Fifteen weeks have passed since my arrival in ‘The Land’, it seems like an age. I have not posted in a while because there has been a lot going on. Some things that have been going on I will not share here.
I am pretty well settled in to my new home. I only drive back up to the house when absolutely necessary, to fetch something I need, and to check on the place. I returned there today, after two weeks of being away, I did not stay long. There was a sadness to being there this time, which was something new and unfamiliar.
I miss seeing the mountains towering all around with their green hues and black jagged rockiness . I miss the peacefulness, but it is a peacefulness that comes with a price, the price of isolation. Something which I was no longer willing to pay. I have traded the bench at the end of the road for a rock on the black sand beach. I have traded the still waters of the lake, for the lapping waters of the ocean. However, I have not traded the peace I get from spending time by a body of water.
A short five minute walk gets me to my new sanctuary. It’s close enough that I sometimes go twice in a day. I write in the black sand every time I visit, “Ísland, Ég Elska Þig!” It’s symbolic to me, like a thankyou, something personal between me and The Island. The waves quietly erase it between each visit. I walk along the black sand as far as I can, and clamber over the rocks when they interrupt the smooth passage.
I walk first one way, then the other, towards the statue, Björgun (Rescue) by Ásmundur Sveinsson. It’s a beautiful and melancholic statue. I walk around it taking in its form, and then I climb down to a rock on the beach below and sit. I take out my heart-shaped ‘worry stone’, and I remember the loved ones that I am currently unable to see. I look to the west, where the sun sets, and I think of them. The family I helped make and the family I was invited into so warmly. Sometimes there are tears, sometimes there are not.
I have tried to let it out, … no, force it out, but it only comes out on some occasions. I want to let it all out, and let go of it. I want the pain from the loss I have experienced to pass quickly, but it doesn’t seem to work that way with life.
This evening I went on my almost daily walk down to the beach despite the rain which had arrived earlier. It’s a gentle rain here, persistent, but gentle. Almost comforting in an odd way. The skies were grey and the air wet with tiny rain droplets. I happened upon the landlady on the way out, she was walking their dog. We exchanged pleasantries in the way people do when they happen upon each other on the street. I felt a smile on my face, and I knew I was happy, happy to be out in the rain, walking towards the beach again.
I made my way there and climbed over the rocks until I was upon the black sand once more. I bent down and wrote my thankyou in the sand as I always did. I began my walk to the left as per usual. Slow and deliberate, taking in the scenery, rather than rushing briskly for the sake of walking. The rain blew at some sort of angle less harsh than sideways, and then … and then … and then there were tears, … tears in the rain.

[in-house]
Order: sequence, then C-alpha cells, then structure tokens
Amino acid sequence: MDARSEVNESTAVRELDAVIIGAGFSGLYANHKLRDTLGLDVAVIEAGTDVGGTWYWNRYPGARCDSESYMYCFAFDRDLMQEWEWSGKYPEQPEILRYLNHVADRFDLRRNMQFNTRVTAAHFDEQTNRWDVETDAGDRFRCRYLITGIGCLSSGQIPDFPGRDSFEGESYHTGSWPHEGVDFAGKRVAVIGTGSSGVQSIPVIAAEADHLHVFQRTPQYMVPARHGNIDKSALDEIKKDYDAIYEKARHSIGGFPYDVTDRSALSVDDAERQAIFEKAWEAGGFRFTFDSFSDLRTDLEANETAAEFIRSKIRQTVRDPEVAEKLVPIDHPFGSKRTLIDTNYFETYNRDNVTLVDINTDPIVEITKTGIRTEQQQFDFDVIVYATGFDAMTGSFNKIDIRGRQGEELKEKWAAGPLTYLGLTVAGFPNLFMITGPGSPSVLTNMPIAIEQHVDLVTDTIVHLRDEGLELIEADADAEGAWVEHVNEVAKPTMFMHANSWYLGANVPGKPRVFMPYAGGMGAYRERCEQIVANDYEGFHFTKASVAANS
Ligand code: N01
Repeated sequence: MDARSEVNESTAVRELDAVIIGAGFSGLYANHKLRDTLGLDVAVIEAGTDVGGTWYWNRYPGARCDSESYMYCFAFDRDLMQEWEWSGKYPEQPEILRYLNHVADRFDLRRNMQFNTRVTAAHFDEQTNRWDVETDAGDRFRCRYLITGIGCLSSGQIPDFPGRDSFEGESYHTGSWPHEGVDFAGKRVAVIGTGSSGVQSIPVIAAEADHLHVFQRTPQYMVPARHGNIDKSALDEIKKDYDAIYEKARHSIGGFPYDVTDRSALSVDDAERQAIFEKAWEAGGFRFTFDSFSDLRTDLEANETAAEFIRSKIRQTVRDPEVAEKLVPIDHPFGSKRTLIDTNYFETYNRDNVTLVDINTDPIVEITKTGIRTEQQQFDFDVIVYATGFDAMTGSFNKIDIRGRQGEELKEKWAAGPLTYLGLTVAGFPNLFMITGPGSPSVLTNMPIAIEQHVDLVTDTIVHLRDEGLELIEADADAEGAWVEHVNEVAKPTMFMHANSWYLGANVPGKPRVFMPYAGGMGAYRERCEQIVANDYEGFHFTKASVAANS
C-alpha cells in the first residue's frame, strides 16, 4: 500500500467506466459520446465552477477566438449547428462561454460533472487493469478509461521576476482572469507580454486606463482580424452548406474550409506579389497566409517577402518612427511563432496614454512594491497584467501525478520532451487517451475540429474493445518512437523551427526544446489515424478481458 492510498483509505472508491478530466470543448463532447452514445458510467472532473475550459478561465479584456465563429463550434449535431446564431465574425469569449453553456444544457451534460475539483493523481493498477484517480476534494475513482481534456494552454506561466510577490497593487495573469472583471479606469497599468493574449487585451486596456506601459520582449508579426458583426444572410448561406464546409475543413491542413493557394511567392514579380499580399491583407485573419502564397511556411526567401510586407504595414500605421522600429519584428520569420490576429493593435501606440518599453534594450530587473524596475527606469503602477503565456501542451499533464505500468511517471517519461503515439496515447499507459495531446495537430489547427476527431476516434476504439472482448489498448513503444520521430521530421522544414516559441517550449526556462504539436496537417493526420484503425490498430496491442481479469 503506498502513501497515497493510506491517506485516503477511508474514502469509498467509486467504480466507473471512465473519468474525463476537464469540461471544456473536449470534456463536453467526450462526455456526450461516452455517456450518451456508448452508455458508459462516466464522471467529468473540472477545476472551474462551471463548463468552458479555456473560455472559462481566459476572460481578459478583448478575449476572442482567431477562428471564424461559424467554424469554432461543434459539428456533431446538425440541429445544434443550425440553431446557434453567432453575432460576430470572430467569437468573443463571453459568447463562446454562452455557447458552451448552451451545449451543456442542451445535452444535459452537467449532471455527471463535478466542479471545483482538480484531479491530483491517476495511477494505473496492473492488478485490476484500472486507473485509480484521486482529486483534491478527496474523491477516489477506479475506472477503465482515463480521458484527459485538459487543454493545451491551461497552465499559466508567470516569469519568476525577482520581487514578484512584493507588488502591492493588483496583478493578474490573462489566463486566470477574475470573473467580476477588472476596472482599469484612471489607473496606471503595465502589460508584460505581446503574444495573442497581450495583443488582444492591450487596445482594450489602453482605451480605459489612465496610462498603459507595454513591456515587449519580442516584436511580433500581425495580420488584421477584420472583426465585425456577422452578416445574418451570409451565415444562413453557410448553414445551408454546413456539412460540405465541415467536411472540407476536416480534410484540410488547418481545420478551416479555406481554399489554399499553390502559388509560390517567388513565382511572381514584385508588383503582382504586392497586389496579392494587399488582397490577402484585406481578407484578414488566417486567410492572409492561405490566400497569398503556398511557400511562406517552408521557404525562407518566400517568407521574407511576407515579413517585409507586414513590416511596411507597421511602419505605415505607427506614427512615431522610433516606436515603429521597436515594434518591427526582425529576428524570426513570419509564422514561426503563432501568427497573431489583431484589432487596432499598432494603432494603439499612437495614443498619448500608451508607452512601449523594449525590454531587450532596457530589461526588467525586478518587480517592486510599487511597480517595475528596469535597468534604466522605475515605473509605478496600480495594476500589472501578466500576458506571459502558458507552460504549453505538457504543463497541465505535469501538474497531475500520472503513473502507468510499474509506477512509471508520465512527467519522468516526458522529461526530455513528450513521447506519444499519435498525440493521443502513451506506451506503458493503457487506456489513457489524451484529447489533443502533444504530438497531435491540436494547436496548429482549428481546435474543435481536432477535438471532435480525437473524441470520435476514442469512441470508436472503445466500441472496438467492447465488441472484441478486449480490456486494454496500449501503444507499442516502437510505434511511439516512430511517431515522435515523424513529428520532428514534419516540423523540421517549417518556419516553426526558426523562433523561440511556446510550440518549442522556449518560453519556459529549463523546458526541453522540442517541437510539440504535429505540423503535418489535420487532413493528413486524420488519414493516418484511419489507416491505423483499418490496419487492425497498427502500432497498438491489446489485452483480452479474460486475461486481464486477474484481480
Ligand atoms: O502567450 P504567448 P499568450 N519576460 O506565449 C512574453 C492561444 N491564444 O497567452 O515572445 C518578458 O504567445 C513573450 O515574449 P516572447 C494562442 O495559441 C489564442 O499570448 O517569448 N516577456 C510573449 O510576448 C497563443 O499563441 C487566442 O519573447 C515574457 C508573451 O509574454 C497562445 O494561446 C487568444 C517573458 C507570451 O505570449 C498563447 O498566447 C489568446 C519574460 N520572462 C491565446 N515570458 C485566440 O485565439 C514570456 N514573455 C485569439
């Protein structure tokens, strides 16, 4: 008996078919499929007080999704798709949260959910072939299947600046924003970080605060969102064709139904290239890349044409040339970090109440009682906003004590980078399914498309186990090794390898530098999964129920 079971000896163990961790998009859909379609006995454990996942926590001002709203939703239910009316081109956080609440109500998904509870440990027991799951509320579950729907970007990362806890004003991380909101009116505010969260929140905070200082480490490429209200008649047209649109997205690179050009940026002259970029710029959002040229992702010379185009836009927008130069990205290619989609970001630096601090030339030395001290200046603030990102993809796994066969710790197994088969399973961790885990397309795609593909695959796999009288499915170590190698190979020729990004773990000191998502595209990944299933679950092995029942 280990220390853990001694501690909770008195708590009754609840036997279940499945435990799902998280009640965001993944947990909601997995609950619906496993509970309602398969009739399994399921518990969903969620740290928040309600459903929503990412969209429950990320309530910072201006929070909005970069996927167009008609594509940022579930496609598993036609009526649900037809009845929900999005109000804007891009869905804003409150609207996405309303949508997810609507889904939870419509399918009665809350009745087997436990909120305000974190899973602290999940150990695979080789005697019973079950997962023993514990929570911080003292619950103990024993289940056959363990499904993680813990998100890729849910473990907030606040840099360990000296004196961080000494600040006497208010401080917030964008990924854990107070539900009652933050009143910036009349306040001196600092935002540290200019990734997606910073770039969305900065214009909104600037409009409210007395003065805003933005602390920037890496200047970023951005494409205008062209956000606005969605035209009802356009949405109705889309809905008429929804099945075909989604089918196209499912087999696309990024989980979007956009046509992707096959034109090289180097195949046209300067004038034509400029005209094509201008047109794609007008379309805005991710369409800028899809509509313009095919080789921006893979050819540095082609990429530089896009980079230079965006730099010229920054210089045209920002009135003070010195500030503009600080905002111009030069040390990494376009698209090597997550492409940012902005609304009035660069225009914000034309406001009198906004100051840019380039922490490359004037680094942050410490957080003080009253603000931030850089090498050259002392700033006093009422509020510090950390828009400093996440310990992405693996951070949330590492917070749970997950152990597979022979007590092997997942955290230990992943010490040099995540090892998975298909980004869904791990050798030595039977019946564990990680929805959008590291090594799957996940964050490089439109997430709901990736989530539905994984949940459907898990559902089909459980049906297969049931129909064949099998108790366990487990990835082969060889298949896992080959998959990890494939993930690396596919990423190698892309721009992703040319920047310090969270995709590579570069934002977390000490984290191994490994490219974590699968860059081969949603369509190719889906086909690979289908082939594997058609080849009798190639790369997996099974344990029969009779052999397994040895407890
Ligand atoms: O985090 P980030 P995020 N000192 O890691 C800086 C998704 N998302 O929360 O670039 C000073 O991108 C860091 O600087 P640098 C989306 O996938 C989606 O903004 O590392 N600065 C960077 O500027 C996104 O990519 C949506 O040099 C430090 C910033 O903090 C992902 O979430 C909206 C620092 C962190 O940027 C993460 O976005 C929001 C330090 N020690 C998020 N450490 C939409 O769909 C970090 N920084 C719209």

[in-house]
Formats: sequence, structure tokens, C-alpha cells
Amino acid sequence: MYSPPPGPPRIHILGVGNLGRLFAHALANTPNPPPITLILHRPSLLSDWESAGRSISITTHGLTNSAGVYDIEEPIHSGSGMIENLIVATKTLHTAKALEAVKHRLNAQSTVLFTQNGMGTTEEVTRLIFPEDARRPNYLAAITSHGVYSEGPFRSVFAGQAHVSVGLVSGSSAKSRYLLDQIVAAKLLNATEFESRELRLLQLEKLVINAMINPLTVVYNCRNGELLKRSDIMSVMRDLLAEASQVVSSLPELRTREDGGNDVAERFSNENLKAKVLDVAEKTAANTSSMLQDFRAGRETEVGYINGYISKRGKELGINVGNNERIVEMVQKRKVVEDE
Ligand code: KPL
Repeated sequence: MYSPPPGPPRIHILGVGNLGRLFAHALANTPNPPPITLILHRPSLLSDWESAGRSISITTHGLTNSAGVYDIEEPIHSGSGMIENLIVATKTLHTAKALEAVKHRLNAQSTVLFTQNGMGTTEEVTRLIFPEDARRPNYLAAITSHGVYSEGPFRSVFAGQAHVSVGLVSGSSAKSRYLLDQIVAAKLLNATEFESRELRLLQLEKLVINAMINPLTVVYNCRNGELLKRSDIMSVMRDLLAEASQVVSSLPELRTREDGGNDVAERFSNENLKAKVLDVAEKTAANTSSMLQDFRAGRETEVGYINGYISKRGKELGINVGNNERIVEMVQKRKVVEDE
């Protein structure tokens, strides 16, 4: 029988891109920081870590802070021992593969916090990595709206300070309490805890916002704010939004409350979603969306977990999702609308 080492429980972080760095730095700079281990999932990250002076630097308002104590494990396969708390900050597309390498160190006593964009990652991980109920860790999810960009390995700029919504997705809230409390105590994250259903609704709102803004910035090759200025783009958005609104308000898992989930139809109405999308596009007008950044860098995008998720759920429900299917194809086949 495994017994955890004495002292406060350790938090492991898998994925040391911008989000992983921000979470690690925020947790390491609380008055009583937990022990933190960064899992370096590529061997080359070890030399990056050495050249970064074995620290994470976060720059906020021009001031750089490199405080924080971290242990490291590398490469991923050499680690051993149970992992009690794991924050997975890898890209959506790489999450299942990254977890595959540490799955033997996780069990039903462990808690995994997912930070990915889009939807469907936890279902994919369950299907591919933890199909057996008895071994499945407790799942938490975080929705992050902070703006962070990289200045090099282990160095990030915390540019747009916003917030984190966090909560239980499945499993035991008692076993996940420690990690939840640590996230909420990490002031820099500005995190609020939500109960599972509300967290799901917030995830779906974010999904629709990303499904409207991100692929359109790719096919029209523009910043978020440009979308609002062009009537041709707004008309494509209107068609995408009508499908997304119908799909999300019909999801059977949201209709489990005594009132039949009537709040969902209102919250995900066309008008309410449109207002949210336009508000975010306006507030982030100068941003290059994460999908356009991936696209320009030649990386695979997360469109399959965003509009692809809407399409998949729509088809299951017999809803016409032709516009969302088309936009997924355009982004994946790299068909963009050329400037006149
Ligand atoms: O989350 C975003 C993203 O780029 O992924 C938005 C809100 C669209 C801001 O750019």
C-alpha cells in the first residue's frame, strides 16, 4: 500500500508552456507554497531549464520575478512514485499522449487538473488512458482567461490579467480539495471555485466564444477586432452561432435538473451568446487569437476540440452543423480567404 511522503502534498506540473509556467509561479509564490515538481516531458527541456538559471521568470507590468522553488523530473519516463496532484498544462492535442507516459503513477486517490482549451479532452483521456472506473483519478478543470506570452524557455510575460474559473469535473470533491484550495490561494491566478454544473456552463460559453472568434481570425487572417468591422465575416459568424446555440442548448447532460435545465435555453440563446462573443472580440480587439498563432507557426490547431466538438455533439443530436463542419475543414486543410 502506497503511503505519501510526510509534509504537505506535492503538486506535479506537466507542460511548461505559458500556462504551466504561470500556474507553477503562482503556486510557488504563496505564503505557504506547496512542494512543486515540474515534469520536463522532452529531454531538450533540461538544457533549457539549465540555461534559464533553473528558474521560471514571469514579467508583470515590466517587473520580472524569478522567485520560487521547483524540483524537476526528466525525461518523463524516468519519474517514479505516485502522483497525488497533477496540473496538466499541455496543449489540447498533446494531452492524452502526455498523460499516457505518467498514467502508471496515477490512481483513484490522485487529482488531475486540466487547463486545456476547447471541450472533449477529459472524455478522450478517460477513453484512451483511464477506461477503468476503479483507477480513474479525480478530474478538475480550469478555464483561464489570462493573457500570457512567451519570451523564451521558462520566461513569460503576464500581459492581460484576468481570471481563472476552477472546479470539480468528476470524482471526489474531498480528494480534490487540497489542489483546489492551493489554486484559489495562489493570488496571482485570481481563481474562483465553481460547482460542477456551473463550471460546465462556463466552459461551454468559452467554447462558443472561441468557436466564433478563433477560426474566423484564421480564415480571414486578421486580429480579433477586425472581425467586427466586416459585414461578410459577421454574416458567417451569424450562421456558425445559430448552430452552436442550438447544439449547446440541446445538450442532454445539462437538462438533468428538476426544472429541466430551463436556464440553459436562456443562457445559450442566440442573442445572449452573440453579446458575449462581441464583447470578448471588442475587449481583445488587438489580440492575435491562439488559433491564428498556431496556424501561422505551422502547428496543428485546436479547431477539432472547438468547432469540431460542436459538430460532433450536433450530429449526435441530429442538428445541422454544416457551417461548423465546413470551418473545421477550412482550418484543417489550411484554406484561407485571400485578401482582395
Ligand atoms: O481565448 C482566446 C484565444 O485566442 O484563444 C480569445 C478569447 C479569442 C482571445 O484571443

A little unexpected, certainly. For some reason I recalled that scene near the end of the movie Bladerunner where the character Roy Batty, a replicant, is on the rooftop and says “All those moments will be lost in time… like tears in rain…” So the tears flowed, the rain blew, and I walked. I thought about the scene, the Bladerunner scene deals with grief and loss, and the sadness therein, Roy’s short life has come to an end and he is acutely aware of it. He faces reality, accepts it, finally, and let’s go, allowing things to take their course.
Maybe at that moment I was able, briefly, to do the same. Maybe, because the rain streaming down my face hid the tears, I felt able to cry freely. I continued my walk turning around and heading toward the statue. I paused on occasion and looked out to sea, the grey blended the sky with the ocean, making anything in the distance disappear, except for the odd light which broke through the wet haze.
I reached the statue, walked around it, took yet another photo with my iPhone, climbed down to the beach and stood, as the rocks were too wet to sit upon. I took out my ‘worry stone’ looked west and cried some more. I guess it would not be good to feel all the pain at once, so it is felt episodically.
I walked along the beach, up to the path, and then began the walk back, past the statue once more. I walked slowly around it, examining it again. It means something to me, it’s symbolic. Then I let go of it with my gaze and continued homeward. The tears came and went as I walked, but nobody saw them in the rain as it blew past.
Bless Bless og Sjáumst!